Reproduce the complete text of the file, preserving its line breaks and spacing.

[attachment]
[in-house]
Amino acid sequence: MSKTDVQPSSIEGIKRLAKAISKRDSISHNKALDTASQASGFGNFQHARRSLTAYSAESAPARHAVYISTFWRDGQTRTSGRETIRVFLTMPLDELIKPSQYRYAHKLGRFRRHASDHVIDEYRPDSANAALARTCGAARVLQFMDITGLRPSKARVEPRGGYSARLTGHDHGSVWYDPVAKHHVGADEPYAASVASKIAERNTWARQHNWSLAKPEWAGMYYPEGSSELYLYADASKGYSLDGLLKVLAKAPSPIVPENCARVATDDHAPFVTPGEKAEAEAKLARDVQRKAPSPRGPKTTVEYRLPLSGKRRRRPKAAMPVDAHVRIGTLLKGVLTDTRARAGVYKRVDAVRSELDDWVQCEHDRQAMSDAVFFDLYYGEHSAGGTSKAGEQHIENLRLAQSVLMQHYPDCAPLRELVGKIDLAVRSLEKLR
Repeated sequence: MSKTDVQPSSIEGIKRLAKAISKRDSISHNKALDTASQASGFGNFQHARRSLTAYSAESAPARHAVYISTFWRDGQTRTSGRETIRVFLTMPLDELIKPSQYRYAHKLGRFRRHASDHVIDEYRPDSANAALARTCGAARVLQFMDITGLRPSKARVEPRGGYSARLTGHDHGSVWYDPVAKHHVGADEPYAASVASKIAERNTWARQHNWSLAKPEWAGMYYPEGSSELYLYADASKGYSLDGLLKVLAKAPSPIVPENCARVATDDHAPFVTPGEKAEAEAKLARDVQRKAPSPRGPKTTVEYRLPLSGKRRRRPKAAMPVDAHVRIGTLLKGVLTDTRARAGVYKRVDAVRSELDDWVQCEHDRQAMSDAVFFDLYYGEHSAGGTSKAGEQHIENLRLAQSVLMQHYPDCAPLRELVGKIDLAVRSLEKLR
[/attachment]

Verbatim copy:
[in-house]
Amino acid sequence: MSKTDVQPSSIEGIKRLAKAISKRDSISHNKALDTASQASGFGNFQHARRSLTAYSAESAPARHAVYISTFWRDGQTRTSGRETIRVFLTMPLDELIKPSQYRYAHKLGRFRRHASDHVIDEYRPDSANAALARTCGAARVLQFMDITGLRPSKARVEPRGGYSARLTGHDHGSVWYDPVAKHHVGADEPYAASVASKIAERNTWARQHNWSLAKPEWAGMYYPEGSSELYLYADASKGYSLDGLLKVLAKAPSPIVPENCARVATDDHAPFVTPGEKAEAEAKLARDVQRKAPSPRGPKTTVEYRLPLSGKRRRRPKAAMPVDAHVRIGTLLKGVLTDTRARAGVYKRVDAVRSELDDWVQCEHDRQAMSDAVFFDLYYGEHSAGGTSKAGEQHIENLRLAQSVLMQHYPDCAPLRELVGKIDLAVRSLEKLR
Repeated sequence: MSKTDVQPSSIEGIKRLAKAISKRDSISHNKALDTASQASGFGNFQHARRSLTAYSAESAPARHAVYISTFWRDGQTRTSGRETIRVFLTMPLDELIKPSQYRYAHKLGRFRRHASDHVIDEYRPDSANAALARTCGAARVLQFMDITGLRPSKARVEPRGGYSARLTGHDHGSVWYDPVAKHHVGADEPYAASVASKIAERNTWARQHNWSLAKPEWAGMYYPEGSSELYLYADASKGYSLDGLLKVLAKAPSPIVPENCARVATDDHAPFVTPGEKAEAEAKLARDVQRKAPSPRGPKTTVEYRLPLSGKRRRRPKAAMPVDAHVRIGTLLKGVLTDTRARAGVYKRVDAVRSELDDWVQCEHDRQAMSDAVFFDLYYGEHSAGGTSKAGEQHIENLRLAQSVLMQHYPDCAPLRELVGKIDLAVRSLEKLR